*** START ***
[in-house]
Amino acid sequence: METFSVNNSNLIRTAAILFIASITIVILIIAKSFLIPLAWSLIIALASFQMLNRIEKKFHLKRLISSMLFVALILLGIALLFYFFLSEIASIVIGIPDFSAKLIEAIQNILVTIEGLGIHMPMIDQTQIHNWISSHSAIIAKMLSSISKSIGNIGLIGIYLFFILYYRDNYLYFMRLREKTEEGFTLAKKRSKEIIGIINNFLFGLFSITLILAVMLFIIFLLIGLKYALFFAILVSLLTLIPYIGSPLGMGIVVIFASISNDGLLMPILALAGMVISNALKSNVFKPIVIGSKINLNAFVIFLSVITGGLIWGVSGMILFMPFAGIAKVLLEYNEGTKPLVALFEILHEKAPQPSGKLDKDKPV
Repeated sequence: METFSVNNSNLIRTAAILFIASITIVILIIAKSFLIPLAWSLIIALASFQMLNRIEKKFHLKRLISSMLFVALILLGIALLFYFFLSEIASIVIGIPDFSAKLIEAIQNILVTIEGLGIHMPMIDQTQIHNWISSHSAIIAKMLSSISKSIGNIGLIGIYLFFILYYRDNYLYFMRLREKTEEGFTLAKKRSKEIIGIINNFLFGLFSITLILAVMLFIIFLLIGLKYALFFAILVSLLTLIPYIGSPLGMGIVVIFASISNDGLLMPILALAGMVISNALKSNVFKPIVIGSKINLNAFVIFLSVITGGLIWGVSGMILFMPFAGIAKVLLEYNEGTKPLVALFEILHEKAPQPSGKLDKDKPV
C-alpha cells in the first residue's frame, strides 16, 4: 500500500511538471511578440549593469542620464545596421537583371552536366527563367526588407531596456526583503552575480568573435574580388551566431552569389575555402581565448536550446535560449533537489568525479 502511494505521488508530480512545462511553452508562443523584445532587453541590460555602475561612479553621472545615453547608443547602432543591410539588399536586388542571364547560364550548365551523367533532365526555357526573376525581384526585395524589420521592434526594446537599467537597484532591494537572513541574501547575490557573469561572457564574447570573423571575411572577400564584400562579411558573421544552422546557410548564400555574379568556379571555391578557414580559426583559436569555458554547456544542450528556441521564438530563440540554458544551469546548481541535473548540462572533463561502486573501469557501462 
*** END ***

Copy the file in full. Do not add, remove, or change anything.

[in-house]
Amino acid sequence: METFSVNNSNLIRTAAILFIASITIVILIIAKSFLIPLAWSLIIALASFQMLNRIEKKFHLKRLISSMLFVALILLGIALLFYFFLSEIASIVIGIPDFSAKLIEAIQNILVTIEGLGIHMPMIDQTQIHNWISSHSAIIAKMLSSISKSIGNIGLIGIYLFFILYYRDNYLYFMRLREKTEEGFTLAKKRSKEIIGIINNFLFGLFSITLILAVMLFIIFLLIGLKYALFFAILVSLLTLIPYIGSPLGMGIVVIFASISNDGLLMPILALAGMVISNALKSNVFKPIVIGSKINLNAFVIFLSVITGGLIWGVSGMILFMPFAGIAKVLLEYNEGTKPLVALFEILHEKAPQPSGKLDKDKPV
Repeated sequence: METFSVNNSNLIRTAAILFIASITIVILIIAKSFLIPLAWSLIIALASFQMLNRIEKKFHLKRLISSMLFVALILLGIALLFYFFLSEIASIVIGIPDFSAKLIEAIQNILVTIEGLGIHMPMIDQTQIHNWISSHSAIIAKMLSSISKSIGNIGLIGIYLFFILYYRDNYLYFMRLREKTEEGFTLAKKRSKEIIGIINNFLFGLFSITLILAVMLFIIFLLIGLKYALFFAILVSLLTLIPYIGSPLGMGIVVIFASISNDGLLMPILALAGMVISNALKSNVFKPIVIGSKINLNAFVIFLSVITGGLIWGVSGMILFMPFAGIAKVLLEYNEGTKPLVALFEILHEKAPQPSGKLDKDKPV
C-alpha cells in the first residue's frame, strides 16, 4: 500500500511538471511578440549593469542620464545596421537583371552536366527563367526588407531596456526583503552575480568573435574580388551566431552569389575555402581565448536550446535560449533537489568525479 502511494505521488508530480512545462511553452508562443523584445532587453541590460555602475561612479553621472545615453547608443547602432543591410539588399536586388542571364547560364550548365551523367533532365526555357526573376525581384526585395524589420521592434526594446537599467537597484532591494537572513541574501547575490557573469561572457564574447570573423571575411572577400564584400562579411558573421544552422546557410548564400555574379568556379571555391578557414580559426583559436569555458554547456544542450528556441521564438530563440540554458544551469546548481541535473548540462572533463561502486573501469557501462 